Sky On Demand TV Advert Banned over FREE Broadband Conflict - ISPreview UK
BT has successfully caused one of Sky’s direct mailing adverts to be banned because it promoted the operators On Demand TV service alongside their “free broadband” product, which is capped via a 2GB usage allowance and thus “would significantly limit the amount of Catch Up content that could be downloaded“.

The promotion, which was headed “Brand new Sky Bundles … Award-winning TV that revolves around you from £21.50 a month“, touted a variety of Sky’s On Demand TV services (e.g. Sky Go, Catch Up TV etc.) and stated that an Internet connection was required. Some additional text then said “Get even more Add free broadband” and the small print noted that this option included a 2GB usage allowance, which was also qualified by saying that “a 30 minute show typically uses 0.5GB“.

As a result BT moaned to the Advertising Standards Authority (ASA) that the promotion was misleading because it did not make “sufficiently clear that taking the free broadband would significantly limit the amount of catch up TV content that customers could view“. Sky disagreed and said that the bundle also included some Catch Up content that was sent to the Sky boxes directly via satellite.
ASA Ruling (REF: A13-236328)

Although Sky said that it was not necessary for customers to connect their Sky box to broadband we noted the ad stated “Broadband connection required” and we understood that, to fully utilise the Catch Up TV service, consumers would need to have broadband and that without this they would be limited to the selected content only.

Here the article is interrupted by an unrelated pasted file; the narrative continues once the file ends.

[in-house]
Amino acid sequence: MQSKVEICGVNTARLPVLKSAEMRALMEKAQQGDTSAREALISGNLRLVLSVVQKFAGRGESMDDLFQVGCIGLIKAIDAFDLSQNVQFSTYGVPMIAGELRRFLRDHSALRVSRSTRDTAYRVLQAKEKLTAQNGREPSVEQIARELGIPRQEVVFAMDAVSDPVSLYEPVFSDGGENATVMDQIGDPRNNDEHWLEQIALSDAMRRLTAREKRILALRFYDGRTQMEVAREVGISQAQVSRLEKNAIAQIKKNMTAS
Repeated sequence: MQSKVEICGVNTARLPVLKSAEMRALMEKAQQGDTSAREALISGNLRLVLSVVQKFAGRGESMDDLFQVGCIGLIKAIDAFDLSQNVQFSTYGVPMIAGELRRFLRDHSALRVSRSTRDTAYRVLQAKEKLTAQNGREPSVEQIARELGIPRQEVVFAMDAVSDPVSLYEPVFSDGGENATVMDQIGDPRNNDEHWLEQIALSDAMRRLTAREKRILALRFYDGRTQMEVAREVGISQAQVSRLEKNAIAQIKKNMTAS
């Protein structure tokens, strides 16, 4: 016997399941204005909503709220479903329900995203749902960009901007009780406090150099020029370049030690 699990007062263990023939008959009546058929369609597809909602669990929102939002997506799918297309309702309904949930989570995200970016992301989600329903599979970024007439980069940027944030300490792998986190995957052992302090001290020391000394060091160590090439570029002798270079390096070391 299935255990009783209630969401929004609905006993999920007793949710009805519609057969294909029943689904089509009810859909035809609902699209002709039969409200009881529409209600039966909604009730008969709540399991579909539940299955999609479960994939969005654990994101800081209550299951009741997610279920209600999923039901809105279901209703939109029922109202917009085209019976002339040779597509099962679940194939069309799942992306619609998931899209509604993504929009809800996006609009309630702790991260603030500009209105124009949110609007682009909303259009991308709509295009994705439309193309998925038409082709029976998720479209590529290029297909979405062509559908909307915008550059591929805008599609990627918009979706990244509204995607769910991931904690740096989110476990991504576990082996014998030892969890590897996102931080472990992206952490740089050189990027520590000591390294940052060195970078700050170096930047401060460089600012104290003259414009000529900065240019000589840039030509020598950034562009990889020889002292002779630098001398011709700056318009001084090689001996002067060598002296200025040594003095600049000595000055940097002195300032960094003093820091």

In this context we considered it was significant material information and that by choosing the “free broadband” offered would significantly limit the amount of Catch Up content that could be downloaded extra to the selected content provided by Sky, compared to those with a broadband package that had a download limit more suited to downloading TV programmes or films. We considered that the reference to “free broadband” should have been more prominently qualified with a reference to the fact it was a package with a 2 GB limit and therefore concluded that the ad was misleading
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As usual the advert was banned and Sky warned to ensure that qualifications around “free broadband” offers were sufficiently prominent in future.
thinkbroadband :: Sky has knuckles rapped for impact of catch-up TV on free broadband
One of the latest ASA rulings was against Sky and in particular its Original Bundle with Broadband Lite. The Lite product is the free broadband service that Sky TV customers are entitled to in LLU areas and has a minimal 2 GB usage allowance.

BT complained about an advert, where Sky was highlighting the catch up TV potential of its bundle, and while they did qualify IPTV based catch up in the small print i.e. a 30 minute show would use 0.5 GB of data, the ASA has ruled that free usage allowance on the free product would 'significantly limit the amount of Catch Up content that could be downloaded extra to the selected content provided by Sky'.

Given the superlatives used in the current wave of 4G advertising, it can only be a matter of time before similar complaints are raised about the expectations the adverts are setting for what you can actually do. Or to put it another way, with Netflix now supporting HD films, one movie is likely to use up your whole months usage allowance, unless you are paying for a 8GB or higher allowance.